On Friday night at The Woodside Pleasure Garden the crowds are heaving, sniffing out arty amusements, braying for the Next Big Thing.
They are hungry for the weird, strange and fresh – the meat and veg of the Fringe-goers fare.
Modern day Fringe Festivals, once the bastion of the loose and fruity, are oftentimes loaded up with tits and ass and poorly executed glamour. We are slowly wasting away on a diet of shmick and shiny.
Party Ghost brings it back with a fast-paced chatter of quirky skits and creeped-out scenes.
The birthday party you never wanted to have, the performers substantial skillsets neatly complement the narrative of the left-of-centre séance.
Jarred Dewey demonstrates remarkable fluidity of the trapeze in sky-high heels, and we are treated to a sweet sample of Olivia Porter’s juggling skills, for which she is internationally renowned.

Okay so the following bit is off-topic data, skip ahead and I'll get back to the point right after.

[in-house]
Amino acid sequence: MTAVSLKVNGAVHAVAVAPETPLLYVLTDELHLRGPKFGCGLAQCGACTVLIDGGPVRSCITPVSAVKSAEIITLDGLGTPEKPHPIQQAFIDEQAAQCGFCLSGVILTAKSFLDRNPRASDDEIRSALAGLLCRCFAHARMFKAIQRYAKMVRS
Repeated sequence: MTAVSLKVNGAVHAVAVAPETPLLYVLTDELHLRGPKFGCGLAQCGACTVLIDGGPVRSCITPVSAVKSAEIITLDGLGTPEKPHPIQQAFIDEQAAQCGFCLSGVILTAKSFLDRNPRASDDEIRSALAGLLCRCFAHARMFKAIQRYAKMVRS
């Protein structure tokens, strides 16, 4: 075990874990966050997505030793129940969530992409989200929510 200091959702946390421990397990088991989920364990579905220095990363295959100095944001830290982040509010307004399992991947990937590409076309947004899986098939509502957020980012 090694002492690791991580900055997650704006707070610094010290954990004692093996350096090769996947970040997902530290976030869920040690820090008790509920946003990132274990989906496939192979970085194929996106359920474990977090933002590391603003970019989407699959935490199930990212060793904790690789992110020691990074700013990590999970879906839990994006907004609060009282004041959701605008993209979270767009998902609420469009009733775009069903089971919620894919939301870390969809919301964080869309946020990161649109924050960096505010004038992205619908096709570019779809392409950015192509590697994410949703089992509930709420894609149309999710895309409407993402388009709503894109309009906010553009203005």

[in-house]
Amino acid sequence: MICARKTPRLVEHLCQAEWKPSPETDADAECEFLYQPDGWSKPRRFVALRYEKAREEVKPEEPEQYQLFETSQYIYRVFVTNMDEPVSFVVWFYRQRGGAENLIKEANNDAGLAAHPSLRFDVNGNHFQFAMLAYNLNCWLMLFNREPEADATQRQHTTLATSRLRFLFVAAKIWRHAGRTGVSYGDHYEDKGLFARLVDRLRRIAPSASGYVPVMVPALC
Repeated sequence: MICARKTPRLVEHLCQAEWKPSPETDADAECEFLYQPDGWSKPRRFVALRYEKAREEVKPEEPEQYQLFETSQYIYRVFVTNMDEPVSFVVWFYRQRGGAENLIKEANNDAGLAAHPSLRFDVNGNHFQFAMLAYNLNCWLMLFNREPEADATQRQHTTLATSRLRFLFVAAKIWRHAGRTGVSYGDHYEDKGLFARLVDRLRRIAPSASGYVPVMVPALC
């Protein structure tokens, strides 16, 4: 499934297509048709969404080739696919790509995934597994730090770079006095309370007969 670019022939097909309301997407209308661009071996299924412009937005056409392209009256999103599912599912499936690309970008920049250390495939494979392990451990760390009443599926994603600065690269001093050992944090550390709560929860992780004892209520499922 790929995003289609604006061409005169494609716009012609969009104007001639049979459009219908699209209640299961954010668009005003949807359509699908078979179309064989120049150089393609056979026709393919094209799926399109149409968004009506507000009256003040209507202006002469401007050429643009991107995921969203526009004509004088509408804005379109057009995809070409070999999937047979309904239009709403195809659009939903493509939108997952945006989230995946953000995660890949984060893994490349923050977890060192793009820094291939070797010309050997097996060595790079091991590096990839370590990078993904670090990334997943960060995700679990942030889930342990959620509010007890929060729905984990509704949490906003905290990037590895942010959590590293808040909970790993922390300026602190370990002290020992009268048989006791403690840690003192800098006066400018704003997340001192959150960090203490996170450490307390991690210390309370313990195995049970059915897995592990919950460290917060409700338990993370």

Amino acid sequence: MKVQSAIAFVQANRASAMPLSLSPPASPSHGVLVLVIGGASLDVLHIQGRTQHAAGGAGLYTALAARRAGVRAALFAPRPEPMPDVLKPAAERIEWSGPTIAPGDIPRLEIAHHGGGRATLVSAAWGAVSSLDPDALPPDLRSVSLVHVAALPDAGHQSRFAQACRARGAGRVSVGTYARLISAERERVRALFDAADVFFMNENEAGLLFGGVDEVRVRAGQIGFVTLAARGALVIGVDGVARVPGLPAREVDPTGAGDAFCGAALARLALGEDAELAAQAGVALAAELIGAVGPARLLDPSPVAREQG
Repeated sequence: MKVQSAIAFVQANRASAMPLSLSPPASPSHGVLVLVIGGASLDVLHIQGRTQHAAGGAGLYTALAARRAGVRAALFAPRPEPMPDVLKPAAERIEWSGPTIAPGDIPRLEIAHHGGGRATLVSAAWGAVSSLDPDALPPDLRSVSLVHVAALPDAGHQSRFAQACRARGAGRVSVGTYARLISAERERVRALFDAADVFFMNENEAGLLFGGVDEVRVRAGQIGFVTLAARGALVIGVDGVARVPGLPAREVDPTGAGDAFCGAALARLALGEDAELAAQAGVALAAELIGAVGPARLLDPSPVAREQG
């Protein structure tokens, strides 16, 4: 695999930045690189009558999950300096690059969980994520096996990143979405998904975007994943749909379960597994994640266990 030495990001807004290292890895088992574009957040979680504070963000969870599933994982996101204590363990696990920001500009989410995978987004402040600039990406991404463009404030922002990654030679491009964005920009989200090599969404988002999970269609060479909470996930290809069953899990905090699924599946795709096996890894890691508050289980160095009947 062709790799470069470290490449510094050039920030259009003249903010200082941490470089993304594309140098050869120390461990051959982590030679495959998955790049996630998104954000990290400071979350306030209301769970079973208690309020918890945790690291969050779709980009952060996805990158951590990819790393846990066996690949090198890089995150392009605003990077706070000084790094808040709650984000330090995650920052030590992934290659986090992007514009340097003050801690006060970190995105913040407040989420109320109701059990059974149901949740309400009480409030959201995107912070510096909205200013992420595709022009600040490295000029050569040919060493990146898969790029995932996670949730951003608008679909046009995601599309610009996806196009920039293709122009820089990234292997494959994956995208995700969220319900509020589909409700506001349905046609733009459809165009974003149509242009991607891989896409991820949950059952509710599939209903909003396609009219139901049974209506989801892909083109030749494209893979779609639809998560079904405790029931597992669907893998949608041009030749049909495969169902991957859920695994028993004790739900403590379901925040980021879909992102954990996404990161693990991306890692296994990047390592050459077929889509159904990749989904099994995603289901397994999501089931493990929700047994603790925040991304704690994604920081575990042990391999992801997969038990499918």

A cacophony of dismembered limbs, ghosts that range from the ludicrous to the downright disturbing, this show is next level messed up and twice as amusing.
It’s great to see performers having a play with form and character, especially when they are as talented as these two.
It didn’t take long for the opening night crowd to loosen up, swapping out laughter for big startled eyes for total fear of the obligatory audience participation moment (there’s a reason why I never take the front row at experimental pieces!)
The show keeps the pace up, keeping you fully focused, ready to squeal.
Drawing from pop-culture influences from the 60’s right up to modern behemoths of commercial radio, it’s cute, it’s clever, it’s in awfully bad taste…. just how we like it.